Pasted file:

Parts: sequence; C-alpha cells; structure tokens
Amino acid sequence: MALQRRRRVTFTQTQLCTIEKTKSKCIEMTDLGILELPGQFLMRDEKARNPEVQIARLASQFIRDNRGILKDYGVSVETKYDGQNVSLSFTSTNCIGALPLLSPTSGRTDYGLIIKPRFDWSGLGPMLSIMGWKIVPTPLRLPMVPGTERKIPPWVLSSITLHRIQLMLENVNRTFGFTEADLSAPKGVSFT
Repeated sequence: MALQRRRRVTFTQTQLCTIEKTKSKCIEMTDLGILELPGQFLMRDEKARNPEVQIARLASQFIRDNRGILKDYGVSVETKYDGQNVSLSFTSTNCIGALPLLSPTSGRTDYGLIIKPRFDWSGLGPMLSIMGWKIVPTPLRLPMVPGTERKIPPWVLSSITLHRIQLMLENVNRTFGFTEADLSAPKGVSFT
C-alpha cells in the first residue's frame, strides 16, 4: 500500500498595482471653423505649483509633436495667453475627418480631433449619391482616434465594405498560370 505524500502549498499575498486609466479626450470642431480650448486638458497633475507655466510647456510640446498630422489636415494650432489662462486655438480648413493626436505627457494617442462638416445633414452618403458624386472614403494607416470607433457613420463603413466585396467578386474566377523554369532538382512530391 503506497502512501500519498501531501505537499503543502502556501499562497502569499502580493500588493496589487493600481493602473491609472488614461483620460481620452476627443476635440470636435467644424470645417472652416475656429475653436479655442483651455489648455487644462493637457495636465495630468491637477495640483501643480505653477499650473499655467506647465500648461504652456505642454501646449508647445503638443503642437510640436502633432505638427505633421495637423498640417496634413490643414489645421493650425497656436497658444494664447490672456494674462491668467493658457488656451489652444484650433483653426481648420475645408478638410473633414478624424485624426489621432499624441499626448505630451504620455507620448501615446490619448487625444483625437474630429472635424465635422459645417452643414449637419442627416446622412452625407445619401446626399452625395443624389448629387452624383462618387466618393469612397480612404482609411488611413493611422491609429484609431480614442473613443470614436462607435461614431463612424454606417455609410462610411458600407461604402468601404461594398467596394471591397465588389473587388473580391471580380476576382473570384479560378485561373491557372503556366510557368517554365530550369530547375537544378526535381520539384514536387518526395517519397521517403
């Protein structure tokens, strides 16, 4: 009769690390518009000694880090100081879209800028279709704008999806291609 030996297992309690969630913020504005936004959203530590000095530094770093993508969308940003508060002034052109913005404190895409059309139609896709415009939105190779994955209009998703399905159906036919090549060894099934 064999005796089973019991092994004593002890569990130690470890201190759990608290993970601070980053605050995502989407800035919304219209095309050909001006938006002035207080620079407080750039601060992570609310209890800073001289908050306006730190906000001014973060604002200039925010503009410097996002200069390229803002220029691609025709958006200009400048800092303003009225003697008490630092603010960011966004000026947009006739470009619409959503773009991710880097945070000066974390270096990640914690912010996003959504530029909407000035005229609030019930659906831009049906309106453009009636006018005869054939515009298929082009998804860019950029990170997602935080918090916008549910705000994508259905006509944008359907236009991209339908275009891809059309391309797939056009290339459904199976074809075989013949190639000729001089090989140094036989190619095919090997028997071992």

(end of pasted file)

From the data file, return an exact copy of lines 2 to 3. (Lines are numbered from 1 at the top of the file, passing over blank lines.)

Amino acid sequence: MALQRRRRVTFTQTQLCTIEKTKSKCIEMTDLGILELPGQFLMRDEKARNPEVQIARLASQFIRDNRGILKDYGVSVETKYDGQNVSLSFTSTNCIGALPLLSPTSGRTDYGLIIKPRFDWSGLGPMLSIMGWKIVPTPLRLPMVPGTERKIPPWVLSSITLHRIQLMLENVNRTFGFTEADLSAPKGVSFT
Repeated sequence: MALQRRRRVTFTQTQLCTIEKTKSKCIEMTDLGILELPGQFLMRDEKARNPEVQIARLASQFIRDNRGILKDYGVSVETKYDGQNVSLSFTSTNCIGALPLLSPTSGRTDYGLIIKPRFDWSGLGPMLSIMGWKIVPTPLRLPMVPGTERKIPPWVLSSITLHRIQLMLENVNRTFGFTEADLSAPKGVSFT